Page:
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_Jd   SoLA   Rolandslf  
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 #2151204


_Jd
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 Baby Rat Snakes

I got two juvenile rat snakes from egg, I guess they are eastern rat snakes of some sort, found in NC. I dug up a clutch in my backyard & even though I accidentally destroyed two of the eggs, there were 2 others I didn’t break with my spade. Not being new to reptiles & having no idea what kind of eggs they were, I kept them in a homemade incubator & got two baby approx 12 inch rat snakes within a month. If they had been cottonmouths or copperheads I would have killed them most likely, or sold them to anti-venom companies if I could do it before they died.

They were just cute little rat/corn snakes both starving for food, so I fed them the same number of artic mice pinkies and a couple of crickets at first. Once I tried the artic mice & realized they’re big enough at birth to eat pinkies, I fed every couple days for a week, & then started feeding every 7 days. I want to sex them but I’m not sure how. The bigger one that hatched first is very dark compared to the other & growing much faster then the other one. I don’t know what this could mean, I’m guessing it’s the gender of the snakes, but I guess it could be genetics. One snake is still about 12-14 inches & the other is already at around 20 in. They’re only a week apart in age, both about two months old.

I also have them separated right now, I know they’re constrictors. They seem fine when I have them together, but I’m afraid to mix them at night or when I’m not able to supervise. I’m afraid one might try and constrict & kill the other. Is this fear founded at all or should I worry about this??

I’m also very sure I want to keep only one of them. So if anyone in the NC area, who can promise to take good care of a snake, wants a rat snake, please let me know?? Otherwise I’ll probably have to release one, & I’ve heard after a couple months of being hand fed, a young-ling hatched in captivity has little chance of survival in the wild. Both of these snakes are handled very easily & like to move a lot, they don’t seem to mind any people at all even new ones. They just don’t like being picked up before you let them lick (aka smell) you, and they don’t like sudden movements, especially ones directly overhead of them, but this can be said for all pet snakes. Both snakes have been handled & held by my 5 year old niece, so they are kid friendly.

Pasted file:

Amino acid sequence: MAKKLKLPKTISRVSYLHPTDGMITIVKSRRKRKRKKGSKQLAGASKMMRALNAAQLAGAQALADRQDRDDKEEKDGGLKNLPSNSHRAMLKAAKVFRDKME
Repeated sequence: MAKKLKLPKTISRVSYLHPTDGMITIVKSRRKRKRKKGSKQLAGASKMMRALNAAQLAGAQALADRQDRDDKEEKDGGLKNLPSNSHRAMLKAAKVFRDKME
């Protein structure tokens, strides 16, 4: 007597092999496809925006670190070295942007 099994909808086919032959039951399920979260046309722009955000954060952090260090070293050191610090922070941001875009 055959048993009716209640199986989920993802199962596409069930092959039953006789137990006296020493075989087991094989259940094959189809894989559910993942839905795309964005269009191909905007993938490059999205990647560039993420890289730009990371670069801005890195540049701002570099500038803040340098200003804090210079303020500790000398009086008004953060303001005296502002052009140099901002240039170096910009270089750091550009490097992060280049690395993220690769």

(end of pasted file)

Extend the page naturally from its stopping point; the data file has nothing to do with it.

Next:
So, I’ll take any advice. I want to know how to sex them, why there’s a size & color difference, if they mix well, could I release or is it a bad idea, if the one growing faster will be bigger as an adult, what size should I expect them to be as adults, & if anyone wants one I’ll re-ask questions that weren’t clear later in this thread.


Thanks for all the advice & help.


-jd



05/28/10  05:56pm

 #2151312


SoLA
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  Message To: _Jd   In reference to Message Id: 2151204


 Baby Rat Snakes

I will try and start from the beginning. They were not going to be cottonmouth or copperhead eggs. Both of those snakes give live birth. If that was a concern you had, you should probably not have incubated them. Antivenin companies would also not have been interested in baby cottonmouth or copperheads.

They can eat small rodents right out of the egg (usually they will refuse food until after their first shed though). I would have been a little surprised if they took crickets.

If you have never sexed a snake, baby snakes is not the place to learn how to probe them, and you really need someone to show you how to safely "pop" them.

The size and color difference could be from a number of things (mostly genetic). Size differences in animals out of the egg and shortly after can be fairly dramatic. It is however, not a sex difference (sex is the appropriate word, gender is subjective and based on a scale of more masculine or feminine).

As for them constricting each other, it is a possibility. Rat snakes usually have fairly good appetites. If they are well fed and the feedings are done in a controlled manner where they are separated and clean from scents of rodent when reintroduced, your risk is lower. However, it still exists. Ideally, housing them separately would eliminate these risks. But this is your choice.

Letting them go or keeping them is going to be a dice roll as to which would be better. There is no way to tell if the released snake(s) would be fine, or if they even would have survived in the wild to begin with. Usually it is best to leave animals alone, but you have created another small variable disrupting their chance of survival be acclimating them to captivity. With reptiles, they usually acclimate quicker and better than mammals, so they would probably be fine if let go, but we honestly don’t know this for sure.

I would say if you have learned something about nature and snakes having done this, keep them and continue to learn. You will have a better understanding that is certain on their survival if you keep them. Next time, leave well enough alone if there is not going to be some kind of mutual benefit.

Hope this helps.



05/29/10  08:58am

 #2160498


Rolandslf
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  Message To: SoLA   In reference to Message Id: 2151312


 Baby Rat Snakes

Get some pics up to help with identification.



07/05/10  09:32am


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